The Role of a Campaign Blogger
by Matt Stoller, Sat Feb 17, 2007 at 07:47:10 AM EST
Since journalists are now snooping around and trying to marginalize the left-wing blogosphere by pretending we're a bunch of undisciplined crazies, I figured I'd write a quick guide on how to be a good campaign blogger and/or netroots specialist. Despite what a lot of journalists seem to think, Amanda and Melissa are not in fact the only bloggers that have worked for campaigns. Matt Gross and Zephyr Teachout worked for Dean, Kerry had his crew of bloggers, and starting in the 2004 cycle and dramatically accelerating through 2006, there were probably close to a hundred candidates who had bloggers on staff. I worked for Simon Rosenberg for DNC Chair, and Jon Corzine for Governor in 2005. The same smears were tried on many campaign bloggers (including me), and they didn't work. Peter Daou has worked for Hillary Clinton for a little less than a year, and he's under tremendous scrutiny, but that hasn't cost Hillary Clinton anything. Joe Rospars, who got his start as a blogger, is the 'New Media Director' for Barack Obama. I mean even Joe Lieberman had bloggers on staff, including Dan Gerstein.
I think this is because the field of 'campaign blogger' or 'internet director' or 'netroots coordinator', or whatever you want to call them, is a professional position at this point. Presidential campaigns especially, but any campaign really, are not the place for personal expression. They are not the place to be free of constraints. They are a place where you move carefully, ethically and deliberately to channel information to benefit your candidate, and ideally, keep yourself out of the picture. In that vein, being a campaign blogger is not so different than being any other member of staff.
Here are four basic duties of a campaign blogger or netroots specialist.
Smear patrol: Your chief responsibility is to detect smears on the internet from the right and bring those to the attention of the communications director along with a plan of action to deal with them. Let's just say that the Edwards campaign didn't do this.
Content management: Since good bloggers do a lot of listening, bloggers are in a good position to write emails that resonate and blog posts that help describe your candidate's position. Again, coordination with the comm team is critical.
Online Surrogate Management: Campaign bloggers should serve as the editor of the campaign blog, bringing in perspectives from field, media, management, surrogates, candidate and campaign manager.
Blogger Outreach: Campaign bloggers need to communicate with a network of bloggers that share their candidate's values and are interested in the race. They should use this network to influence influentials and reach voters as efficiently as possible. They must also communicate with the larger universe of bloggers who have interest but not allegiance to your candidate, providing them with information they find helpful and open discourse.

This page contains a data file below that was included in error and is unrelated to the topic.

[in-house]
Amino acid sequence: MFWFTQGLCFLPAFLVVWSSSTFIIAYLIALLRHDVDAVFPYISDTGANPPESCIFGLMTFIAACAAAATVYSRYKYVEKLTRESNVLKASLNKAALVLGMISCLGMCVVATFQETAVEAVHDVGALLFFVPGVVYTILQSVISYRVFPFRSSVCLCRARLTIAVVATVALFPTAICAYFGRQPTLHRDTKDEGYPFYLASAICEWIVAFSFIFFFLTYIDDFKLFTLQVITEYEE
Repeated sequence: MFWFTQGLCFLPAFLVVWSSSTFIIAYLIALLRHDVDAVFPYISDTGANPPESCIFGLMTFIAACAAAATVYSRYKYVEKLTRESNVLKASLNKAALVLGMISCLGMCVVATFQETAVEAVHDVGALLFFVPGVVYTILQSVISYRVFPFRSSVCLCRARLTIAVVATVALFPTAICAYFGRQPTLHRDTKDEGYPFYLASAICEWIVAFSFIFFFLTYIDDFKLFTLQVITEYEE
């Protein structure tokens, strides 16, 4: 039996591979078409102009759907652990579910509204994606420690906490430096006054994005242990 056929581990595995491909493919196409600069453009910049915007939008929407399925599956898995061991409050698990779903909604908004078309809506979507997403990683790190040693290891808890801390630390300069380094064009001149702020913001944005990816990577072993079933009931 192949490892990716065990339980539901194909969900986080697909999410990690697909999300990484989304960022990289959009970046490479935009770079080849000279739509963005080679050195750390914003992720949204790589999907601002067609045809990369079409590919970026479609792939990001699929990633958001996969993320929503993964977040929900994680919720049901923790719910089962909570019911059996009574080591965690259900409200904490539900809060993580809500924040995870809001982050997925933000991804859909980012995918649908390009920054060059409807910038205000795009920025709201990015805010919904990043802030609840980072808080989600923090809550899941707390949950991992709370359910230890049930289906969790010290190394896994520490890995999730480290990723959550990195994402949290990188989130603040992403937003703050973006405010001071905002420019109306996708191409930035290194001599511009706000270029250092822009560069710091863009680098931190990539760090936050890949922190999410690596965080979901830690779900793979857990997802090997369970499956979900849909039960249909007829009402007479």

Obviously this is just one model, and maybe it's not the best model. Campaign netroots people could be pulled more towards the communication side, or the field side, and there's always a question of who controls the various email lists. It's critical that netroots experts have a senior seat at the table at this point in campaigns, but it's also critical that netroots experts act like professionals.
I was surprised that no one vetted Amanda and Melissa, and I was equally surprised that the campaign allowed them to operate as if their personal expressive needs mattered at all. I was also surprised that no one, including the bloggers themselves, anticipated the smears or bothered to deal with them until it was a full blown crisis. Blogging for a campaign is a professional communications job, and treating it with a cavalier attitude is not appropriate.
This shouldn't be a surprise. The normal rules of campaigns apply. Don't make yourself the story. You may need to fall on your sword. Anticipate how you make your candidate vulnerable and pro-actively address the vulnerabilities. Reporters also ought to realize that communications problems are communications problems, and are unrelated to the medium of blogging. Sure the internets are new, but bad political choices and incompetent campaigns and staffers are not new.
I don't like that all the people who have worked on campaigns as bloggers are being smeared by the Edwards brush, but that seems to be what's happening. I'm curious about whether people who have worked as campaign bloggers and staffers have thoughts on how I've outlined this.